Moreover, the only registrations that the Panel has been able to discover from the annexes to the Complaint (many of which are not in English), which pre-date registration of the Domain Name, are the Indian registrations detailed in section 4 above and registrations in Sri Lanka and Thailand.

The Panel was less than impressed with the passage in the Complaint reading: “In light of the foregoing, Internet users are likely to believe that the Disputed Domain Name is related to, associated with, or authorized by the Complainant. Considering the Complainant already uses sites such as “”, the internet users would be confused into thinking that the Respondent enjoys authorization of the Complainant to do business.

It is precisely because of this association with Complainant’s Mark that the Respondent saw immense value in the Disputed Domain Name and registered it”.

When the Panel first read this, the Panel had assumed that the Complainant’s domain name pre-dated registration of the Domain Name.

It was only in response to a question in the Procedural Order that it transpired that the Complainant’s domain name was not registered until 2002.

The Panel fully appreciates that Internet users in territories where the Complainant’s trade mark is well-known may be confused by the Domain Name and that is a hazard for all owners of trade marks which are dictionary words, but the Complainant’s use of its domain name, which came into existence over 2 years after registration of the Domain Name, has no bearing whatever on the Respondent’s state of mind when it registered the Domain Name. The ambiguity evident in the above quote was unfortunate, particularly as the passage was in support of an allegation of bad faith against the Respondent.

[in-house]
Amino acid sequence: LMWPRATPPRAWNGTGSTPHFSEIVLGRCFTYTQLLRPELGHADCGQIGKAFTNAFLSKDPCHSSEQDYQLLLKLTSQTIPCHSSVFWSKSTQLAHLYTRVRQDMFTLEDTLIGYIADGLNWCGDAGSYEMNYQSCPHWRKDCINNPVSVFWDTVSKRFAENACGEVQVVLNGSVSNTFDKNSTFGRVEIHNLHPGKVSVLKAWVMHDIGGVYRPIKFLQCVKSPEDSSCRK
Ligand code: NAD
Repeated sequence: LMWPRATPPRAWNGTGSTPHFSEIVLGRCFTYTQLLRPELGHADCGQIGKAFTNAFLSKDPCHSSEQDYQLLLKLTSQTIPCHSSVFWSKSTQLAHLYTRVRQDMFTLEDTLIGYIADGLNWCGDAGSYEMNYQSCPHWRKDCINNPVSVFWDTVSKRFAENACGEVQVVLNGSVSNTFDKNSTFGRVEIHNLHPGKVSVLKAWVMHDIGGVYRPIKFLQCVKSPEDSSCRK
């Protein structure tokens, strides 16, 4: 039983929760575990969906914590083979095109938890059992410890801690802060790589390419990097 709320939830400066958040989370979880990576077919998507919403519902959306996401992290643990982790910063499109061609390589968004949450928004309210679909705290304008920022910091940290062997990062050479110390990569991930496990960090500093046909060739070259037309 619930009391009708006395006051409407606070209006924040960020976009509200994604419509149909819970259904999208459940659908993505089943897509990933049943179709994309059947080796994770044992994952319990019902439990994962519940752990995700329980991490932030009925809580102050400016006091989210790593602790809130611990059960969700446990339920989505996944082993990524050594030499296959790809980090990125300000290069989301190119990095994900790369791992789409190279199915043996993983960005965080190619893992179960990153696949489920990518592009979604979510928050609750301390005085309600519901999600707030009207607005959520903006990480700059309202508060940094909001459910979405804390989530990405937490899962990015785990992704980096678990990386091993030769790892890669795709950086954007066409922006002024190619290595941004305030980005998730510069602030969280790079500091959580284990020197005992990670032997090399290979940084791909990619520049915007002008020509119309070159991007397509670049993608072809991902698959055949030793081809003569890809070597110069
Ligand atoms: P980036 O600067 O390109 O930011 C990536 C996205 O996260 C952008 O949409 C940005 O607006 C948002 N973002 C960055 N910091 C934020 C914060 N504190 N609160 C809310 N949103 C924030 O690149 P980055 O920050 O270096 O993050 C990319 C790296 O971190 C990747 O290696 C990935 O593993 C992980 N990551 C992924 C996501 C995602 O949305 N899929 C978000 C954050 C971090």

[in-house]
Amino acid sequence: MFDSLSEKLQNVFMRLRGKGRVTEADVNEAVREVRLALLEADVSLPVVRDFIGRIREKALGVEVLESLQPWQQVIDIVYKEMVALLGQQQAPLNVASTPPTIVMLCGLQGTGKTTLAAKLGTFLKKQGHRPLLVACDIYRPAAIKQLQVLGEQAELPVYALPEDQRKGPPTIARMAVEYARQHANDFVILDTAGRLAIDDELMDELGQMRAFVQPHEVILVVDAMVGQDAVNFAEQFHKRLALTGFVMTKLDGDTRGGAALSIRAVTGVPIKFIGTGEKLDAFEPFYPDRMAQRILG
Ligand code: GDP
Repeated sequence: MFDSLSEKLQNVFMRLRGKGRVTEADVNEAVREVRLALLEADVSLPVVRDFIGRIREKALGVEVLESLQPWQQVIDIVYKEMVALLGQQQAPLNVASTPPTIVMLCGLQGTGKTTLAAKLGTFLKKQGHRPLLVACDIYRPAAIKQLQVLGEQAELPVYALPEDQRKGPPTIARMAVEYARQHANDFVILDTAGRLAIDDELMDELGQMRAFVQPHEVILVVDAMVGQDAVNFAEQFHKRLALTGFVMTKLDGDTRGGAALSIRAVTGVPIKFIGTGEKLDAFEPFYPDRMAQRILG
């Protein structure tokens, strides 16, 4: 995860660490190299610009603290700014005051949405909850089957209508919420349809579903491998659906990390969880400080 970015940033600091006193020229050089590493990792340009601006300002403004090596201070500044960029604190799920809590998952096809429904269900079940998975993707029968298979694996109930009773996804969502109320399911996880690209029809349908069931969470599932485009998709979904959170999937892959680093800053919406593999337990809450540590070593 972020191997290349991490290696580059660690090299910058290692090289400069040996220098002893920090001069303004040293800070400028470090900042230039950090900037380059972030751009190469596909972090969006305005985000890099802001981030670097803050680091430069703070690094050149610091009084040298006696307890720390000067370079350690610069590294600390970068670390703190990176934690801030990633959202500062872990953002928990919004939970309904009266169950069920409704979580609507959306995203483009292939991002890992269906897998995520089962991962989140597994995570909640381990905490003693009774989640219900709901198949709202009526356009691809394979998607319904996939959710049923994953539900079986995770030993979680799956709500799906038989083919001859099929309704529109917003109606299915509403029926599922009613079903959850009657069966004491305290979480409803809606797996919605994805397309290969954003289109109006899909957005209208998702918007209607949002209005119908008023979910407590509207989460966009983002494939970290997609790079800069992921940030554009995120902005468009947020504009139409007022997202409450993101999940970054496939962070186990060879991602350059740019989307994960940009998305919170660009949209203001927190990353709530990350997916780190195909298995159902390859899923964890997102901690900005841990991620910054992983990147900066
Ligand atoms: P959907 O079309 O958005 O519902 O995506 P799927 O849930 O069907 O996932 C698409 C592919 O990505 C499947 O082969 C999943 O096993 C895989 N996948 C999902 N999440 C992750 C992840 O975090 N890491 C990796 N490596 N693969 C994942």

Delay in filing a complaint under the UDRP is not necessarily fatal to the complaint, because there may be any number of understandable reasons for the delay.

For example, the complainant may have had no reason to be aware of the existence of the domain name in issue. In this case, however, as the Panel has found (on the basis of the evidence annexed to the response to Procedural Order No.1), by 1999 the Complainant’s WOODLAND trade mark was an established brand in the Indian sub-continent. In 2002 the Complainant decided for the first time to register a domain name featuring its WOODLAND trade mark. It registered

Is it credible that the Complainant went straight for that domain name without first checking the availability of the Domain Name (<>)? The Panel finds on the balance of probabilities that the Complainant was aware of the existence of the Domain Name in 2002 when it registered <> and knew then that it had no basis for attacking the Domain Name. The fact that a potentially objectionable advertising link appeared in August 2013 cannot, in the view of the Panel, in these circumstances sensibly be used to question the bona fides of the Respondent back in 1999.

Taking all the above into account, the Panel finds that in levelling manifestly wild and unsupported allegations of bad faith against the Respondent some 14 years after the Domain Name was first registered by the Respondent, the Complainant has brought the Complaint in bad faith and abused this administrative proceeding.

For the foregoing reasons, the Complaint is denied and the Panel makes a finding of reverse Domain Name Hijacking.

Tony Willoughby
Sole Panelist